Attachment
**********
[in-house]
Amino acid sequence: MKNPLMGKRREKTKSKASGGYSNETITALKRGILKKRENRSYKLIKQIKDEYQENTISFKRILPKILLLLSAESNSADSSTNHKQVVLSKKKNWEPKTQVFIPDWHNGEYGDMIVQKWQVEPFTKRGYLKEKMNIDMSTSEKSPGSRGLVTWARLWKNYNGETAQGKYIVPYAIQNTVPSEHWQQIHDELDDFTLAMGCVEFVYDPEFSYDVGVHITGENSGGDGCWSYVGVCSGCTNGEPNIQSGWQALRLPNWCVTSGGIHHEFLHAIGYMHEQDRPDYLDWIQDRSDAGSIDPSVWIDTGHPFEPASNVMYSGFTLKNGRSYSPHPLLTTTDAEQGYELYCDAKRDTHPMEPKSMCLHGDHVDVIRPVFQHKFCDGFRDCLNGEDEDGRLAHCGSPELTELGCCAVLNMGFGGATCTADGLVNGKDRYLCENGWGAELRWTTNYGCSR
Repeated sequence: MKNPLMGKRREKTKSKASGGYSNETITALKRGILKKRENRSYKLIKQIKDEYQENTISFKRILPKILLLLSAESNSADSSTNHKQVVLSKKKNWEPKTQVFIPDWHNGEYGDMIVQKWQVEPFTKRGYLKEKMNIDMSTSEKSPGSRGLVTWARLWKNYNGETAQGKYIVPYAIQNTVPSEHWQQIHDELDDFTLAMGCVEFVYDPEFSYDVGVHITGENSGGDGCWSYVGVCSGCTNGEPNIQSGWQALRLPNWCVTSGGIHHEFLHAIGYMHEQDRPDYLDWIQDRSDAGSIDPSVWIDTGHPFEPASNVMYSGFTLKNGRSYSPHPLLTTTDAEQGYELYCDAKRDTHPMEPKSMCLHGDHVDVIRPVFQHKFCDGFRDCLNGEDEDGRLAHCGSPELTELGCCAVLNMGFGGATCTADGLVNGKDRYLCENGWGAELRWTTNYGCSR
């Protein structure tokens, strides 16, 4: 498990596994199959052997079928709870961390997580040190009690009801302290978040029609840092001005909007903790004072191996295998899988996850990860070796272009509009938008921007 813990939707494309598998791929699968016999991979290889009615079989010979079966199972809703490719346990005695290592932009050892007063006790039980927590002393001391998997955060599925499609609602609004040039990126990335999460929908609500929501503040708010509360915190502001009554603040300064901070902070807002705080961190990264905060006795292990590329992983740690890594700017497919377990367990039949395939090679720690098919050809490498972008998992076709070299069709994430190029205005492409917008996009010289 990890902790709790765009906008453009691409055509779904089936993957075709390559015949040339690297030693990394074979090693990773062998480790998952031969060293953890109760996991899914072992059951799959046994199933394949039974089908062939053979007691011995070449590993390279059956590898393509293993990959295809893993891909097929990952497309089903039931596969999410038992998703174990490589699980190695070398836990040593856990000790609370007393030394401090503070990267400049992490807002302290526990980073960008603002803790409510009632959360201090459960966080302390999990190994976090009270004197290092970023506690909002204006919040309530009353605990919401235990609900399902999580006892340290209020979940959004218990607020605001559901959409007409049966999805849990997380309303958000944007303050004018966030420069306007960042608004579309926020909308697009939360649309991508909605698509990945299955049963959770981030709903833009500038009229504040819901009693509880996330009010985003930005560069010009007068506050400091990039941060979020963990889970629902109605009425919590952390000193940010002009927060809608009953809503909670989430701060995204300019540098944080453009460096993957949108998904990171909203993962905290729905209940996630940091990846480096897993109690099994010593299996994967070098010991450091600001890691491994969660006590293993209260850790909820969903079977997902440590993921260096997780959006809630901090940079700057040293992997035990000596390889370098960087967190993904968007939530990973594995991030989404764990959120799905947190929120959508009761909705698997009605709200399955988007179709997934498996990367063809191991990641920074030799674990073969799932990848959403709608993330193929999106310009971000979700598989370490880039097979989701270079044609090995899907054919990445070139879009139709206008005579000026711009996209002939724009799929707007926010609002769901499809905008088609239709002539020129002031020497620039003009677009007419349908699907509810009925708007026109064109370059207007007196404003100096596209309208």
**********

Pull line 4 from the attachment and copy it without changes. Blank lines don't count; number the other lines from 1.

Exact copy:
């Protein structure tokens, strides 16, 4: 498990596994199959052997079928709870961390997580040190009690009801302290978040029609840092001005909007903790004072191996295998899988996850990860070796272009509009938008921007 813990939707494309598998791929699968016999991979290889009615079989010979079966199972809703490719346990005695290592932009050892007063006790039980927590002393001391998997955060599925499609609602609004040039990126990335999460929908609500929501503040708010509360915190502001009554603040300064901070902070807002705080961190990264905060006795292990590329992983740690890594700017497919377990367990039949395939090679720690098919050809490498972008998992076709070299069709994430190029205005492409917008996009010289 990890902790709790765009906008453009691409055509779904089936993957075709390559015949040339690297030693990394074979090693990773062998480790998952031969060293953890109760996991899914072992059951799959046994199933394949039974089908062939053979007691011995070449590993390279059956590898393509293993990959295809893993891909097929990952497309089903039931596969999410038992998703174990490589699980190695070398836990040593856990000790609370007393030394401090503070990267400049992490807002302290526990980073960008603002803790409510009632959360201090459960966080302390999990190994976090009270004197290092970023506690909002204006919040309530009353605990919401235990609900399902999580006892340290209020979940959004218990607020605001559901959409007409049966999805849990997380309303958000944007303050004018966030420069306007960042608004579309926020909308697009939360649309991508909605698509990945299955049963959770981030709903833009500038009229504040819901009693509880996330009010985003930005560069010009007068506050400091990039941060979020963990889970629902109605009425919590952390000193940010002009927060809608009953809503909670989430701060995204300019540098944080453009460096993957949108998904990171909203993962905290729905209940996630940091990846480096897993109690099994010593299996994967070098010991450091600001890691491994969660006590293993209260850790909820969903079977997902440590993921260096997780959006809630901090940079700057040293992997035990000596390889370098960087967190993904968007939530990973594995991030989404764990959120799905947190929120959508009761909705698997009605709200399955988007179709997934498996990367063809191991990641920074030799674990073969799932990848959403709608993330193929999106310009971000979700598989370490880039097979989701270079044609090995899907054919990445070139879009139709206008005579000026711009996209002939724009799929707007926010609002769901499809905008088609239709002539020129002031020497620039003009677009007419349908699907509810009925708007026109064109370059207007007196404003100096596209309208």